Elvis Costello, My Aim Is True
Columbia, 1977: Elvis Costello (vocals and guitar), John McFee (guitar), Sean Hopper (keyboards), Johnny Cambodia (bass), Mickey Shine (drums)
Without a doubt Elvis Costello has morphed a lot over the course of a long career that he launched with this album back in 1977. This was a great album, produced by Nick Lowe, that was part of a New Wave in rock music, kind of a punkish (Blondie), stripped down sound (The Clash) that evoked sounds of the 1950s (The Cars) with an emphasis on song-writing (David Byrne).
Costello went from a data entry day jobber to an overnight music sensation. His pose on the cover, with the Buddy Holly glasses and the knees bent together, became an iconic image of rock's New Wave.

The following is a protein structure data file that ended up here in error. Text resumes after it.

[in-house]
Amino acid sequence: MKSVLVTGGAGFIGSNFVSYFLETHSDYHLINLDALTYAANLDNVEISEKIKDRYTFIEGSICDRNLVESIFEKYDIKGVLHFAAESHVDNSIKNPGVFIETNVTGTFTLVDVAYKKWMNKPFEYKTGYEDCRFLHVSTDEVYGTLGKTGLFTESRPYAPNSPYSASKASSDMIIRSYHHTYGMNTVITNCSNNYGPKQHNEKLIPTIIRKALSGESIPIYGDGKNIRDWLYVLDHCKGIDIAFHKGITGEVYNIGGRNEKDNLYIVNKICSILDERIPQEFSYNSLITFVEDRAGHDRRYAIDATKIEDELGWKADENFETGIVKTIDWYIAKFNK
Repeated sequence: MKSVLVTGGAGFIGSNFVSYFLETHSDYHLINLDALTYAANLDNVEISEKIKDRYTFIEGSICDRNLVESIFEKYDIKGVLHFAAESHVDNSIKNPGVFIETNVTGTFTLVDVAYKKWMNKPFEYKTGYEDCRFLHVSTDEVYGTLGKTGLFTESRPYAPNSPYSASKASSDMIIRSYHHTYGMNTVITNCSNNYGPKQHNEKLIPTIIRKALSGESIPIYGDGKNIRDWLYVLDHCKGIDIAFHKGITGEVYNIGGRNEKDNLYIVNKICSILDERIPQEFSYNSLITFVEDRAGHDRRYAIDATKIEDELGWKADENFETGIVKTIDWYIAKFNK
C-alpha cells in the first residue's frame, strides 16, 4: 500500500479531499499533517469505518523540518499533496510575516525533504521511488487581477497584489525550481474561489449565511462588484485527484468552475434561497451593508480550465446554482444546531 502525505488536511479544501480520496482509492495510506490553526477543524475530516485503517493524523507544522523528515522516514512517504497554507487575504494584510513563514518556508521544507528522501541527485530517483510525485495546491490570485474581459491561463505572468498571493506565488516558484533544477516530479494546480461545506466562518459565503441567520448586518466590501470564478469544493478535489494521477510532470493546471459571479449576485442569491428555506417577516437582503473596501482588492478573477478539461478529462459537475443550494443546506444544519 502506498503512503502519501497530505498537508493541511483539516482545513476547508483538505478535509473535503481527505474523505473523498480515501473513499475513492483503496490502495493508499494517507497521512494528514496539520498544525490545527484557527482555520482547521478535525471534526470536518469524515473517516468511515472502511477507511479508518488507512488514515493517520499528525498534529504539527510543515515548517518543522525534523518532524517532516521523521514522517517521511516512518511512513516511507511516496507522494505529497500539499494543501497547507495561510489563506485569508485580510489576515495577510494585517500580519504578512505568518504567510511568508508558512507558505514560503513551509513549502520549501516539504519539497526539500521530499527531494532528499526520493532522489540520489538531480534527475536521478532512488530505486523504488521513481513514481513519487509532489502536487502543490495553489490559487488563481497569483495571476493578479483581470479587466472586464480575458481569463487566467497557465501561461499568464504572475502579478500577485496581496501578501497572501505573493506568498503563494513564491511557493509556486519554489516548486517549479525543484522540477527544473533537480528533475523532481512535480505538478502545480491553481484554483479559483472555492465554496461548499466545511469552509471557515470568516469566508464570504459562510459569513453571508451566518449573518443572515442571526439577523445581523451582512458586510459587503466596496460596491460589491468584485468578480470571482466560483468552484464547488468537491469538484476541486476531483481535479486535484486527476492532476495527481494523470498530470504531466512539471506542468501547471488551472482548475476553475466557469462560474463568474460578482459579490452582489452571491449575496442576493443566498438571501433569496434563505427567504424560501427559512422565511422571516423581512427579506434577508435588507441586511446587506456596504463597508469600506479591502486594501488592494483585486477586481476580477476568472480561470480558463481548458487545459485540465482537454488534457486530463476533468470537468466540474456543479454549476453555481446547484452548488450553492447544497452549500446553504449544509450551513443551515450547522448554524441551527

The album took only a couple of days to record (in a series of four-hour sessions) with a studio backing band, called Clover, that was replaced on later albums with The Attractions.
Costello's music was a much simpler (cleaner?) sound compared with the power guitar sounds of Pink Floyd, Led Zeppelin, Aerosmith, and he became one of the leaders of rock's 1970s new wave.
In 2003, Rolling Stone magazine ranked the album #168 on its list of The 500 Greatest Albums of All Time.
Elvis Costello (with Elmo) singing an altered version of "(The Angels Wanna Wear My) Red Shoes" on Sesame Street is a must see video, Monster Went and Ate My Red 2 (from 2011).
It is painful to hear "Watching the Detectives" as the intro lead-in for the PBS show History Detectives.
"Allison" became Costello's hit for the album, and the top single from the album. Costello has never revealed who he wrote the song about.